After being in print for twenty years, the Chronological Encyclopedia of Discoveries in Space, covering everything that was learned on every single space mission in the 20th century, has finally gone out of print.
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"Useful to space buffs and generalists, comprehensive but readable, Bob Zimmerman's Encyclopedia belongs front and center on everyone's bookshelf." -- Mike Collins, Apollo 11 astronaut
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The Gemini telescope in Hawaii has produced the first image of what might be only the second asteroid ever discovered in orbit around the Earth.
The newly discovered orbiting object has been assigned the provisional designation 2020 CD3 by the International Astronomical Union’s Minor Planet Center. If it is natural in origin, such as an asteroid, then it is only the second known rocky satellite of the Earth ever discovered in space other than the Moon. The other body, discovered in 2006, has since been ejected out of Earth orbit. 2020 CD3 was discovered on the night of 15 February 2020 by Kacper Wierzchos and Teddy Pruyne at the Catalina Sky Survey operating out of the University of Arizona’s Lunar and Planetary Laboratory in Tucson, Arizona.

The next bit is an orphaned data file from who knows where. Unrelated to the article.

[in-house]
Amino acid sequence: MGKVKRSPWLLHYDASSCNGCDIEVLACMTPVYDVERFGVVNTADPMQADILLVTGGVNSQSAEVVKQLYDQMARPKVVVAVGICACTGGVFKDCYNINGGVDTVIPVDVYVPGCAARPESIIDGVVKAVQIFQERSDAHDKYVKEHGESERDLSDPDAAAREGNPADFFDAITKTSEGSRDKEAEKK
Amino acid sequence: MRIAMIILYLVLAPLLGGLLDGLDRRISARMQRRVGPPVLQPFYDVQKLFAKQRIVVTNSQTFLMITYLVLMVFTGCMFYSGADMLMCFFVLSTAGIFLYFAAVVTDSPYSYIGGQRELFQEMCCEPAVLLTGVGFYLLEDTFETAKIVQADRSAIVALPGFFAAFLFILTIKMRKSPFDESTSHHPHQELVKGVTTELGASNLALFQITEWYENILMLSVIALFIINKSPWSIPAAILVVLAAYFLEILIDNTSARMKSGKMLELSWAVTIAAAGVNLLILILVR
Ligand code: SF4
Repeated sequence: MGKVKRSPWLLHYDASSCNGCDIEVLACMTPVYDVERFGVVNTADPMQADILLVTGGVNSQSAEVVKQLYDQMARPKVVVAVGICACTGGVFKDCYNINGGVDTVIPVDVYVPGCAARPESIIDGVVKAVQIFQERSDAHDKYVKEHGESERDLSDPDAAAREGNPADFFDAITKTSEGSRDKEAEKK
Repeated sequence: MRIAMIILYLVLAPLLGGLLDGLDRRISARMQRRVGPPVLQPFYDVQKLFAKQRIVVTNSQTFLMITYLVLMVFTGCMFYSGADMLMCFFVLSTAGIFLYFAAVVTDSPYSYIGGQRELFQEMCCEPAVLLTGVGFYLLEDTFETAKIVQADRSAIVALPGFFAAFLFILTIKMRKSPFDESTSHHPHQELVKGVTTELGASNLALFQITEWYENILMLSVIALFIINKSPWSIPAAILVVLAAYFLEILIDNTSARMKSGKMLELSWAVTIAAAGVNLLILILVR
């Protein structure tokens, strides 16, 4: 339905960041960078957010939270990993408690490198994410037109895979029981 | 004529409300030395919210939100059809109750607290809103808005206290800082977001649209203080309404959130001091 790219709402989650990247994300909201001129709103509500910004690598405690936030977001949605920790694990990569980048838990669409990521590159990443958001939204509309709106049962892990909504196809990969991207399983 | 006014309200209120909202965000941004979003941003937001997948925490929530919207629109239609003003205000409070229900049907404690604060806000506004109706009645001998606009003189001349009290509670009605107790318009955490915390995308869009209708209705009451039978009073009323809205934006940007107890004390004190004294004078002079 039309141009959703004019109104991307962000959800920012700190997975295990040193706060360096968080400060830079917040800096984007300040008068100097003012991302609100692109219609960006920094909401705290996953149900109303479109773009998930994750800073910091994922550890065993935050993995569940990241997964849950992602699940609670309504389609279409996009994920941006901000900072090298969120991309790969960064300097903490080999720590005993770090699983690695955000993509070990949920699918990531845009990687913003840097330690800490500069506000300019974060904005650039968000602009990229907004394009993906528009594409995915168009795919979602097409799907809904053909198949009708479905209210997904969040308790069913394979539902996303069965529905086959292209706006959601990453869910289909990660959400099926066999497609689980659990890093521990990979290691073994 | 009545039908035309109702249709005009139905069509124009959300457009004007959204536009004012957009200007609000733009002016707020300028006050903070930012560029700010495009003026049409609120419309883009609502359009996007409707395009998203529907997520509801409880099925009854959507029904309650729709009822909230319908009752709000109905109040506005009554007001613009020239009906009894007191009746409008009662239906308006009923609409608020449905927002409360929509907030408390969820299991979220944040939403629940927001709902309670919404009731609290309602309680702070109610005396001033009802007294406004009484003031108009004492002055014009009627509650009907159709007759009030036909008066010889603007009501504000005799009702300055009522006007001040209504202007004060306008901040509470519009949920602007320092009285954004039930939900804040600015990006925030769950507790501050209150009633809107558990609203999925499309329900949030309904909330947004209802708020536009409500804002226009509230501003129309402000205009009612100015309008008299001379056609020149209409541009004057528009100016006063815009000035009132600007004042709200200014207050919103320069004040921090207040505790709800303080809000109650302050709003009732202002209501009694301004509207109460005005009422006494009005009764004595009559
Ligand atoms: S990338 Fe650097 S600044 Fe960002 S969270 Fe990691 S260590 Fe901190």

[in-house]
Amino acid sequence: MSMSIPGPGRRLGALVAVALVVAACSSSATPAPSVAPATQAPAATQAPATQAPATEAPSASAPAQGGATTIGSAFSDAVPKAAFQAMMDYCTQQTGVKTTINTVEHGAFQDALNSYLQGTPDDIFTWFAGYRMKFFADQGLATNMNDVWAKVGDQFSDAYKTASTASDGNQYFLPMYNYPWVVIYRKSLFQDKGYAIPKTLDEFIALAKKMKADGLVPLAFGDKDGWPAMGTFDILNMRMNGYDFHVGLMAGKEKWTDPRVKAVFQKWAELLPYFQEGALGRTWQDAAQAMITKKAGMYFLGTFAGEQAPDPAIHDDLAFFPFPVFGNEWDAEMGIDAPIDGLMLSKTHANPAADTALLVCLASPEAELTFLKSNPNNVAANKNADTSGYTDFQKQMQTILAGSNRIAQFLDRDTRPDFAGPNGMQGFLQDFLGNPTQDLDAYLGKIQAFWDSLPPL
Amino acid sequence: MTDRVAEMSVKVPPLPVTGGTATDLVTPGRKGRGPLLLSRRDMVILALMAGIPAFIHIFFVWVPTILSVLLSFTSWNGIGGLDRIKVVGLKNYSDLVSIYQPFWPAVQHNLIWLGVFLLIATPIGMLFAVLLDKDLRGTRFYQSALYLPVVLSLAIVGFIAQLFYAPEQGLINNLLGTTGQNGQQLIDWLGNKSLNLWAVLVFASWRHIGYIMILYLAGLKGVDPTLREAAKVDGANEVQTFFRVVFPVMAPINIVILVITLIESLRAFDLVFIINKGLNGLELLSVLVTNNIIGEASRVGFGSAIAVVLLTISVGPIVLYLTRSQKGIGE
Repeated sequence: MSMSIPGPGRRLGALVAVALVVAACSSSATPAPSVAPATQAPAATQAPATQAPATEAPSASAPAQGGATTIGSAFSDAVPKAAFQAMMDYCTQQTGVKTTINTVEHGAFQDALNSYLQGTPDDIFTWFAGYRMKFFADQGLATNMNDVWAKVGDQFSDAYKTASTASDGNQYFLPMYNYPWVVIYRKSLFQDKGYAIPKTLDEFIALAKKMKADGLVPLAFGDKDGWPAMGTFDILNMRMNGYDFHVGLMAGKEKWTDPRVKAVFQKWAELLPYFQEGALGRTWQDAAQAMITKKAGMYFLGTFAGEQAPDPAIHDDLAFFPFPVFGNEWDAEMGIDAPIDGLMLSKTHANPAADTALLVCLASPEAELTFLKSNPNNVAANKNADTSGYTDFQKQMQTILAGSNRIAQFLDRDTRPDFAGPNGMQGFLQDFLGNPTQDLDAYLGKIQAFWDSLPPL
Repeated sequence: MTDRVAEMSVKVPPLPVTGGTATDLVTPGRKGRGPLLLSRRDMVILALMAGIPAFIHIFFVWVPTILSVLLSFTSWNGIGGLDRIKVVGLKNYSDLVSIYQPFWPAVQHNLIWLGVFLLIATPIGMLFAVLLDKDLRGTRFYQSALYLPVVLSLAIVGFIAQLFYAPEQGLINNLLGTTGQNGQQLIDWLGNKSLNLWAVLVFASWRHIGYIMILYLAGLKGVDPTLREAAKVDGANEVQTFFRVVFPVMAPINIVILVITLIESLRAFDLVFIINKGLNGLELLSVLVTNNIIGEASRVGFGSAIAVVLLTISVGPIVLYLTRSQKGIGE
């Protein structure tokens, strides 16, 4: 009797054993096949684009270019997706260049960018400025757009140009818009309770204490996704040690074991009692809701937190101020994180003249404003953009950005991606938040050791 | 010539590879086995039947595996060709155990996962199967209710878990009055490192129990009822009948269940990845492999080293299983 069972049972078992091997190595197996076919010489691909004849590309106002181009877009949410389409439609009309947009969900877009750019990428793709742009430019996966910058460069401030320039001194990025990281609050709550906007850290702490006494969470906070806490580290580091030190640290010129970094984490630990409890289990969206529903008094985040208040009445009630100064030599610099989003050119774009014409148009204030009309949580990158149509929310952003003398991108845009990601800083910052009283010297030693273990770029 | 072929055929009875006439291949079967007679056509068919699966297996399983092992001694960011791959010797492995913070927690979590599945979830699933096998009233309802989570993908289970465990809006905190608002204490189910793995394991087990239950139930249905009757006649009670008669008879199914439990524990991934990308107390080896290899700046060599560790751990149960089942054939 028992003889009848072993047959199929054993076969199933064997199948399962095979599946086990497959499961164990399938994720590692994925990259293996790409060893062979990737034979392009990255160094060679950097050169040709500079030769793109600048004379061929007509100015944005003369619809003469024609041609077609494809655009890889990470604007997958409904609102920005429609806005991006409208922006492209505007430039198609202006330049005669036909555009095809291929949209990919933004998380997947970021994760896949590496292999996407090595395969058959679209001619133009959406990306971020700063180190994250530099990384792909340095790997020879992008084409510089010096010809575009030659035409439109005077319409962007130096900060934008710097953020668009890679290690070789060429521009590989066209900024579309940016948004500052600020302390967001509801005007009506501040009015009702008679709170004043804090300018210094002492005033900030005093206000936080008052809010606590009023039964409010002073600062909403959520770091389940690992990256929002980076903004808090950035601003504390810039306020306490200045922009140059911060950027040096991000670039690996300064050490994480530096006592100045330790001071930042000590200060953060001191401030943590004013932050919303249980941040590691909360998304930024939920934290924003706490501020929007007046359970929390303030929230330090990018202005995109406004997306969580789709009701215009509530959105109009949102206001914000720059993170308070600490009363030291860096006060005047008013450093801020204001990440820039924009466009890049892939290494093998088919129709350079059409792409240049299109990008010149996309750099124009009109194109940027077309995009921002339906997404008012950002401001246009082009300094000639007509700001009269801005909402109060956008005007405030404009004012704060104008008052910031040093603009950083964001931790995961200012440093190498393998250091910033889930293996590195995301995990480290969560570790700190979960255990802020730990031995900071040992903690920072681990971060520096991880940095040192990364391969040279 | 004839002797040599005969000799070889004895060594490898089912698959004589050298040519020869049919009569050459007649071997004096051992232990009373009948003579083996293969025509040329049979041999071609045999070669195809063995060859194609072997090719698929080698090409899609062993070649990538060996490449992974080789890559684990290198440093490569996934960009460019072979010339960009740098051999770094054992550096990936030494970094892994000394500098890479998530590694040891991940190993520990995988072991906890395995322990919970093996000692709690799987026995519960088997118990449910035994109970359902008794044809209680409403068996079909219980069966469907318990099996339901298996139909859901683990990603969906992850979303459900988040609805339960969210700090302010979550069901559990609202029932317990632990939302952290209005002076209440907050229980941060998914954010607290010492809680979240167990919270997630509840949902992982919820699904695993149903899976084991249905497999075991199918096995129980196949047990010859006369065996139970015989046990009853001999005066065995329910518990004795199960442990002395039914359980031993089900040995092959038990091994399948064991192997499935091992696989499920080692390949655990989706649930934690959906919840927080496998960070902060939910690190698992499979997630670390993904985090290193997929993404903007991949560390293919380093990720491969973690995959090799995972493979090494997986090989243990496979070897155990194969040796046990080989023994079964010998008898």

The photo to the right has been cropped to post here. The streaks are stars, since the telescope was tracking the asteroid in an attempt to cull the most resolution of it from the image.
This object is only a few yards across, and could very well be a piece of space junk from a mission launched many decades ago. It is also not in a stable orbit around the Earth, and is expected to be ejected from that orbit in April.